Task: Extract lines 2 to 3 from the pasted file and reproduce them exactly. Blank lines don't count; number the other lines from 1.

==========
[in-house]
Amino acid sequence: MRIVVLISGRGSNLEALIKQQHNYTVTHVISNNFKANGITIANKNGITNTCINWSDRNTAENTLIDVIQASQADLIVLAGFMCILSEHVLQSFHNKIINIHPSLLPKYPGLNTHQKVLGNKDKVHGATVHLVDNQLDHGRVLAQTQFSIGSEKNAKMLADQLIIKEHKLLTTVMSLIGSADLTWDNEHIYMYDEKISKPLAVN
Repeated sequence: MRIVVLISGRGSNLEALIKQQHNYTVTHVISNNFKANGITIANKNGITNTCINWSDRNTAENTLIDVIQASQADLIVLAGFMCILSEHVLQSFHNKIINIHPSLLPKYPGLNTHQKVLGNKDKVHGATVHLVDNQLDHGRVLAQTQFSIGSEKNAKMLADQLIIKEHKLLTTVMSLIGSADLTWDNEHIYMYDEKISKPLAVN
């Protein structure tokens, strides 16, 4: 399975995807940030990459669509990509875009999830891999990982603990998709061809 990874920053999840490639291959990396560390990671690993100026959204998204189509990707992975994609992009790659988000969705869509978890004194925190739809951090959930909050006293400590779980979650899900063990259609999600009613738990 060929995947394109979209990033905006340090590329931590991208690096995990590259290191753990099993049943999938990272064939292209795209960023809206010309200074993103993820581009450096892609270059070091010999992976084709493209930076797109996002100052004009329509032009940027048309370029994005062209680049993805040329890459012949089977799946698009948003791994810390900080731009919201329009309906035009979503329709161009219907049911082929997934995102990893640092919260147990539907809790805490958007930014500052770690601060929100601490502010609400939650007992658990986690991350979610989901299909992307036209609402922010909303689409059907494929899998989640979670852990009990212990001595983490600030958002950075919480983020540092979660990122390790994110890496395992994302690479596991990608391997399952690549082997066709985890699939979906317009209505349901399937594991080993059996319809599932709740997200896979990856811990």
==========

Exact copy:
Amino acid sequence: MRIVVLISGRGSNLEALIKQQHNYTVTHVISNNFKANGITIANKNGITNTCINWSDRNTAENTLIDVIQASQADLIVLAGFMCILSEHVLQSFHNKIINIHPSLLPKYPGLNTHQKVLGNKDKVHGATVHLVDNQLDHGRVLAQTQFSIGSEKNAKMLADQLIIKEHKLLTTVMSLIGSADLTWDNEHIYMYDEKISKPLAVN
Repeated sequence: MRIVVLISGRGSNLEALIKQQHNYTVTHVISNNFKANGITIANKNGITNTCINWSDRNTAENTLIDVIQASQADLIVLAGFMCILSEHVLQSFHNKIINIHPSLLPKYPGLNTHQKVLGNKDKVHGATVHLVDNQLDHGRVLAQTQFSIGSEKNAKMLADQLIIKEHKLLTTVMSLIGSADLTWDNEHIYMYDEKISKPLAVN